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Caesarean section on demand doubles the risk of death

Caesarean section on demand doubles the risk of death




According to a new study, cesarean surgery that is not an emergency doubles a woman's risk of dying or developing severe complications, Reuters Health reports.
The extensive study, led by Dr. Jose Villar, an obstetrician at Oxford University, also shows that in some cases Caesareans increase the risk of death in newborns by 70%.
Caesareans are favored when doctors believe that vaginal birth can cause medical complications. Villar's study used data on almost 100,000 births. This is one of the largest studies that investigated the risks of caesarean section.
It was found that about one third of births occur through caesarean section. The number of cesareans on demand is close to 15% in developing countries.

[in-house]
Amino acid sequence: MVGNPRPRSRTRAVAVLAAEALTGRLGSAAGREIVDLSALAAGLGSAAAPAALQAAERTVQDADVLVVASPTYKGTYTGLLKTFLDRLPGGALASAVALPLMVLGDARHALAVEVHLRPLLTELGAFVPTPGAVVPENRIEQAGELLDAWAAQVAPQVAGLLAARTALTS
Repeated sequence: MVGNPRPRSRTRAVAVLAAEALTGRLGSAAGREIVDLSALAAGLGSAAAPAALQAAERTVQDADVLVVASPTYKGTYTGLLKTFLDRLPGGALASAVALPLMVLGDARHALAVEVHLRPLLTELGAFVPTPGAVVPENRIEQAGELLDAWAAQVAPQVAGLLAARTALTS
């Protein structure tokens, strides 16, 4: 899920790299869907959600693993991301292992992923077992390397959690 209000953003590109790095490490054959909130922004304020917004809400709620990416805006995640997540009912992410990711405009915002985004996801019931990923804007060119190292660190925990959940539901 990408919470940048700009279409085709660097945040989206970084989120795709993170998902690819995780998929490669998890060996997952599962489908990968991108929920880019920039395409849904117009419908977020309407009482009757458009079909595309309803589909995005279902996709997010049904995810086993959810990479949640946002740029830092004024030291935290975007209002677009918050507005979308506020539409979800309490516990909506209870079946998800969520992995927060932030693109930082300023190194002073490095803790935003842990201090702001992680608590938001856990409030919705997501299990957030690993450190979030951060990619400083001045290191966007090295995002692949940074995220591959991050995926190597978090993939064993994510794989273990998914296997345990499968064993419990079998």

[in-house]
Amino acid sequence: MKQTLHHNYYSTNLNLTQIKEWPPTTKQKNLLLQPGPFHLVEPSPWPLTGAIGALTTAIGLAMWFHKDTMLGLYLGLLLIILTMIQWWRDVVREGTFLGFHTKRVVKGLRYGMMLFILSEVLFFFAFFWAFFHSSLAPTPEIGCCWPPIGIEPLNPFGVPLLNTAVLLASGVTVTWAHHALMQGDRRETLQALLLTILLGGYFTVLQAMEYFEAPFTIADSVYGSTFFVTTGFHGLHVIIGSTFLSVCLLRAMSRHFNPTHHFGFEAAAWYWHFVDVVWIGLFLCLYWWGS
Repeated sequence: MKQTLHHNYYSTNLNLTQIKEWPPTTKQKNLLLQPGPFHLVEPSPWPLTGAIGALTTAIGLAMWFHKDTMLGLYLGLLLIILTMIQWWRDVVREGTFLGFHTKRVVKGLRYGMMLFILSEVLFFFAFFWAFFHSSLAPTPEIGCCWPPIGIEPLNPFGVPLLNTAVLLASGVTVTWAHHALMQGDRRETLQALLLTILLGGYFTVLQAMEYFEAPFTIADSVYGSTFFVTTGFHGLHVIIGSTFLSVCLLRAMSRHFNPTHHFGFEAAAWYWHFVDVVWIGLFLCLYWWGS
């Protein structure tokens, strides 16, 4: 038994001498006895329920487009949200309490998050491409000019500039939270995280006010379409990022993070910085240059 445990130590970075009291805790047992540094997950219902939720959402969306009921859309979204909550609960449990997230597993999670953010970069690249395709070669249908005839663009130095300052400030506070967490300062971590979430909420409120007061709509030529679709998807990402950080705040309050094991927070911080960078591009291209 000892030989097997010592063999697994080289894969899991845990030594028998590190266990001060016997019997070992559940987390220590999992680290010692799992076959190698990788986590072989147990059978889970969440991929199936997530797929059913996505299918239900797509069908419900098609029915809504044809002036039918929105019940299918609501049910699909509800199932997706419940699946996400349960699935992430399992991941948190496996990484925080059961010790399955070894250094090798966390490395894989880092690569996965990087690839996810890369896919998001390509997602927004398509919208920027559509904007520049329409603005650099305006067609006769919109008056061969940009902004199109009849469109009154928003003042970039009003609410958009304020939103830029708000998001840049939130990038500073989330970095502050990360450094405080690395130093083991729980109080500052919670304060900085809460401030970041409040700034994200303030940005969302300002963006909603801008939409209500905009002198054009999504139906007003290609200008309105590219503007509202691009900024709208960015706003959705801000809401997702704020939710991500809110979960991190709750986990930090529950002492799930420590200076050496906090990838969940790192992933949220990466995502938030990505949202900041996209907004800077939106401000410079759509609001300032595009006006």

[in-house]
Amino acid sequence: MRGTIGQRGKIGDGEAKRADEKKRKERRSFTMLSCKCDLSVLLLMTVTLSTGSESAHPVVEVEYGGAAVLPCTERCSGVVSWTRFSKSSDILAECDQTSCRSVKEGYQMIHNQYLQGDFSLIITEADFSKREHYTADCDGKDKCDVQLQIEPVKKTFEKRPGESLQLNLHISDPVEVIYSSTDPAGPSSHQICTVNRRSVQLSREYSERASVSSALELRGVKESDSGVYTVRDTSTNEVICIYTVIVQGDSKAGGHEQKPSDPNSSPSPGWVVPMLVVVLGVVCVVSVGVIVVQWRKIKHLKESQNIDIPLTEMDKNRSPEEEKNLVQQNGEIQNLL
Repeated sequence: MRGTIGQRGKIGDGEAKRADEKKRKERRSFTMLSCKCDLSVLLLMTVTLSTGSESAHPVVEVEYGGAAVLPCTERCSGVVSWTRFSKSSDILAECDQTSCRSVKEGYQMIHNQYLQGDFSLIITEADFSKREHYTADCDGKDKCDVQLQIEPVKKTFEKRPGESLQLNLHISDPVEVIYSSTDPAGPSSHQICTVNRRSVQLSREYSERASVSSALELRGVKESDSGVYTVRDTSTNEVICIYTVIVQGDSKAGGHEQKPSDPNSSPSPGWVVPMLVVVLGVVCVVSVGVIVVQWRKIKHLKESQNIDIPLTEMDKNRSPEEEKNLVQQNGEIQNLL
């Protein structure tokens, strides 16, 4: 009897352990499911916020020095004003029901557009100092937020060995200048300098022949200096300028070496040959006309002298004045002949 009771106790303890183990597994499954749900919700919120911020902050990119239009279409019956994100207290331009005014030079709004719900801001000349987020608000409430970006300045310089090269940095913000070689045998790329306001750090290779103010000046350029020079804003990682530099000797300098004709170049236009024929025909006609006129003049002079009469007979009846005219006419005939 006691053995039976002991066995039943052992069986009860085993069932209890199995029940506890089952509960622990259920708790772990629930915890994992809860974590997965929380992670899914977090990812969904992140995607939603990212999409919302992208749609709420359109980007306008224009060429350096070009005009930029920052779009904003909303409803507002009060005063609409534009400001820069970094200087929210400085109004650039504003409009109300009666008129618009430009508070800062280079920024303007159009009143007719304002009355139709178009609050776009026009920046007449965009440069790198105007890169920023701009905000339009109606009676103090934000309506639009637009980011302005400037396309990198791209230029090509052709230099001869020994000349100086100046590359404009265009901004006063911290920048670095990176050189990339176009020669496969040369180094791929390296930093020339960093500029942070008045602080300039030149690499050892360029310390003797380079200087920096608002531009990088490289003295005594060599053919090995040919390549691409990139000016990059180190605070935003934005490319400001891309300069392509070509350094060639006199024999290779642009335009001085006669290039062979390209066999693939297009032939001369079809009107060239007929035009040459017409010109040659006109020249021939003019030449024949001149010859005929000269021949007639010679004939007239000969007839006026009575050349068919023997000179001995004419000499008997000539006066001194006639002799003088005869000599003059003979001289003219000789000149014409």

The study shows that Caesareans double the risk of death and develop severe complications such as hyperectomy, blood transfusions, or intensive care regardless of age, medical history, or place of birth.
However, the study showed that cesareans also have advantages because they reduce the risks in cases where the mother or the baby is at risk of a vaginal birth.
A 2006 study in France published in the journal Obstetrics & Gynecology found that Caesareans tripled the risk of death from blood clots, infections, or complications from anesthesia.
Doctors are of the opinion that women who do not have indications for cesarean section should weigh well the benefits and increased chance of having problems caused by the surgery in both the mother and child.
Alina Sica
Editor
December 7, 2007